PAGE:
Over the past two weeks I have learned creativity and mental illness may go hand-in-hand in both a positive and negative way. Some are able to work through troubles and use the pain to spur their art. Others are paralyzed by it until they can get themselves in a good place. Either one is okay. What’s most important for anyone with mental illness is to get the care you need. Whether through therapy or medication or both, realize you do matter and that your health, both physical and mental, are important to live a productive and creative life.

Front Page, Musings

Weekly Musing: Madness and the Written Word – Part One

Note: This is part one of two posts regarding mental illness, creativity, and writers. Part one discusses what research has to say on the subject. Part two will relate my own personal experiences.

 When people hear the word writer most immediately think of a tortured, mad, insane, person who toils away in poverty. One day he or she dies, usually by their own hand, their art undiscovered and unloved until revealed to the world post-mortem. This gives the impression all artists, especially writers, must have some form of mental illness. After all we’re in a profession where rejection is the maddening norm, characters talk to us all the time, and we imagine new worlds. As someone who is both a writer and has both depression and anxiety I got to thinking. Is this really true? Is there some correlation between creativity and mental illness? Are writers a bit more off the deep end than the general population?

Curious, I decided to do some research and see if there were answers to these questions. After I poked around the internet and discovered studies have indeed been done I came to the conclusion the answers were mixed. Some psychologists and psychiatrists have used control groups to study the matter. Others have examined retrospectively the lives of famous authors, both those who committed suicide vs. those who did not, to see if there’s a correlation.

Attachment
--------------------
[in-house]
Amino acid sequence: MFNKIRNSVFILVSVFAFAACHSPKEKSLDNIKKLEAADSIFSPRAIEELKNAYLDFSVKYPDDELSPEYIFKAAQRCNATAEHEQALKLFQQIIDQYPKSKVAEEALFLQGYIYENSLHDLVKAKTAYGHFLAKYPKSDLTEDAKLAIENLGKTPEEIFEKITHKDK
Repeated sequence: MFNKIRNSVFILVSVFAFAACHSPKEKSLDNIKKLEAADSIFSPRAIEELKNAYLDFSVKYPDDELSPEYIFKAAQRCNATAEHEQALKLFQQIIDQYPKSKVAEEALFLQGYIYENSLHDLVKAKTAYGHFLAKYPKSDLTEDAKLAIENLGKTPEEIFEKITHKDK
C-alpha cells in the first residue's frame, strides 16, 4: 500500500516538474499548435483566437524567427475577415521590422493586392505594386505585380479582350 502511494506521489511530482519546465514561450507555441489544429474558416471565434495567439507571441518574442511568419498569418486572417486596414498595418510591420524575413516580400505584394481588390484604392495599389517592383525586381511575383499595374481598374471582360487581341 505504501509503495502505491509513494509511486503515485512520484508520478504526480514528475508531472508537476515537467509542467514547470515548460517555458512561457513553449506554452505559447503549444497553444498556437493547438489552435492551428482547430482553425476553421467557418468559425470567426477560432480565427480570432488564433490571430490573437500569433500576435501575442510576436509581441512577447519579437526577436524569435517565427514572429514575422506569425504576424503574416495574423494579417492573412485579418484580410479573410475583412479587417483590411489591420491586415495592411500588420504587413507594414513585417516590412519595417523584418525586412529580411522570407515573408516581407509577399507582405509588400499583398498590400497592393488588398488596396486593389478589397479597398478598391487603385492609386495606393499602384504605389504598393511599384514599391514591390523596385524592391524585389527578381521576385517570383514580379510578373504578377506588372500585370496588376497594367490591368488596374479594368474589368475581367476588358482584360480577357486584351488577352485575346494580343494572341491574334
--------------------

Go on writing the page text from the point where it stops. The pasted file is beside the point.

One of the first in-depth studies was conducted by Dr. Nancy Andreasen in 1987. In her study she used participants in the famous Iowa Writers Workshop and examined them against a control group. Her results indicated a higher occurrence of mental illness in the writers than the control group. In particular bipolar disorders, depression, and alcoholism were higher for the writers vs. the control group.

In 1997 Dr. Arnold Ludwig concluded people in artistic professions were more likely to have mental illness. In his study he examined several different artistic professions studying biographies published over a 30 year period.

Following the method of retroactively examining the lives of famous writers, Dr. James Kaufman also concluded writers, in particular female poets, suffered from higher rates of mental illness. In fact the rate of mental illness was so noticeably higher than male poets and other kinds of writers of either gender it earned the nicknamed “The Sylvia Plath Effect” after the poet and novelist Sylvia Plath who committed suicide at the age of 30.

But do these studies show a correlation between creativity and mental illness? Does one cause the other? Articles I read disagreed. Some believed yes, while others, including one written by Dr. Albert Rothenberg, argued against drawing such a conclusion. Yes, some writers fit the stereotype of “mad” writer, but for every Sylvia Plath or Ernest Hemingway there are writers like William Shakespeare, Jane Austen, and Anton Chekov who did not suffer from mental illness. Was they’re creativity affected by not having a mental illness?

There seems to this tendency to romanticize suffering from mental illness as fueling creativity. We see it as people turn to drugs or alcohol to jump start the muse. Other may refuse treatment because to receive help will interrupt the fire of creativity. I need to be able to feel pain and suffering dammit!

But for others, having mental illness and it being the sole source of creativity isn’t the case. For example, depression and anxiety, when more active, seem to suppress the level of creativity. When the mental illness is being treated, the writer’s stress level is low and he or she is in a “good place”, creativity usually flourishes. Other kinds of mental illness, like bipolar and schizophrenia may help creativity.